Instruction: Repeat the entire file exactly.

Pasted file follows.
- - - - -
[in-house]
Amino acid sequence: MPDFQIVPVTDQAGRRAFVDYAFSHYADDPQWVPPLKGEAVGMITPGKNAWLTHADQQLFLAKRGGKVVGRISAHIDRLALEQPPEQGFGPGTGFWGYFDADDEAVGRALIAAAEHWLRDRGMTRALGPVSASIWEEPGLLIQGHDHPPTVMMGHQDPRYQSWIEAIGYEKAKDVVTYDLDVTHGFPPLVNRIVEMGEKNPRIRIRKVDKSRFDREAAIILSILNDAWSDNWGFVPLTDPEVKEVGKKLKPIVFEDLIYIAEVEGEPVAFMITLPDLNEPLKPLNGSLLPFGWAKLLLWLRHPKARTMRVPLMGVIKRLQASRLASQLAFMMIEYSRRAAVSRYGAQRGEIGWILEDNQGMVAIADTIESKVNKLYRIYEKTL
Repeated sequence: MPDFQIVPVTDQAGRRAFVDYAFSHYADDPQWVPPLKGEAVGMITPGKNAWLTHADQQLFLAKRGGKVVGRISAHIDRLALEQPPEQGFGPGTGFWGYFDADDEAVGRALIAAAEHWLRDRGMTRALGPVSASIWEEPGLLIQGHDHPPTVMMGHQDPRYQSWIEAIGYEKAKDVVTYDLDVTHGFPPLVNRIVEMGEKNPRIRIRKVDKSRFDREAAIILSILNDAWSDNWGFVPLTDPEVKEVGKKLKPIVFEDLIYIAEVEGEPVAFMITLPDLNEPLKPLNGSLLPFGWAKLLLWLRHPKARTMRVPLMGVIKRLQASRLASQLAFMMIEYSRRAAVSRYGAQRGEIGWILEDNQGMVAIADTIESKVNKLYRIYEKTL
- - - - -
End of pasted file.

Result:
[in-house]
Amino acid sequence: MPDFQIVPVTDQAGRRAFVDYAFSHYADDPQWVPPLKGEAVGMITPGKNAWLTHADQQLFLAKRGGKVVGRISAHIDRLALEQPPEQGFGPGTGFWGYFDADDEAVGRALIAAAEHWLRDRGMTRALGPVSASIWEEPGLLIQGHDHPPTVMMGHQDPRYQSWIEAIGYEKAKDVVTYDLDVTHGFPPLVNRIVEMGEKNPRIRIRKVDKSRFDREAAIILSILNDAWSDNWGFVPLTDPEVKEVGKKLKPIVFEDLIYIAEVEGEPVAFMITLPDLNEPLKPLNGSLLPFGWAKLLLWLRHPKARTMRVPLMGVIKRLQASRLASQLAFMMIEYSRRAAVSRYGAQRGEIGWILEDNQGMVAIADTIESKVNKLYRIYEKTL
Repeated sequence: MPDFQIVPVTDQAGRRAFVDYAFSHYADDPQWVPPLKGEAVGMITPGKNAWLTHADQQLFLAKRGGKVVGRISAHIDRLALEQPPEQGFGPGTGFWGYFDADDEAVGRALIAAAEHWLRDRGMTRALGPVSASIWEEPGLLIQGHDHPPTVMMGHQDPRYQSWIEAIGYEKAKDVVTYDLDVTHGFPPLVNRIVEMGEKNPRIRIRKVDKSRFDREAAIILSILNDAWSDNWGFVPLTDPEVKEVGKKLKPIVFEDLIYIAEVEGEPVAFMITLPDLNEPLKPLNGSLLPFGWAKLLLWLRHPKARTMRVPLMGVIKRLQASRLASQLAFMMIEYSRRAAVSRYGAQRGEIGWILEDNQGMVAIADTIESKVNKLYRIYEKTL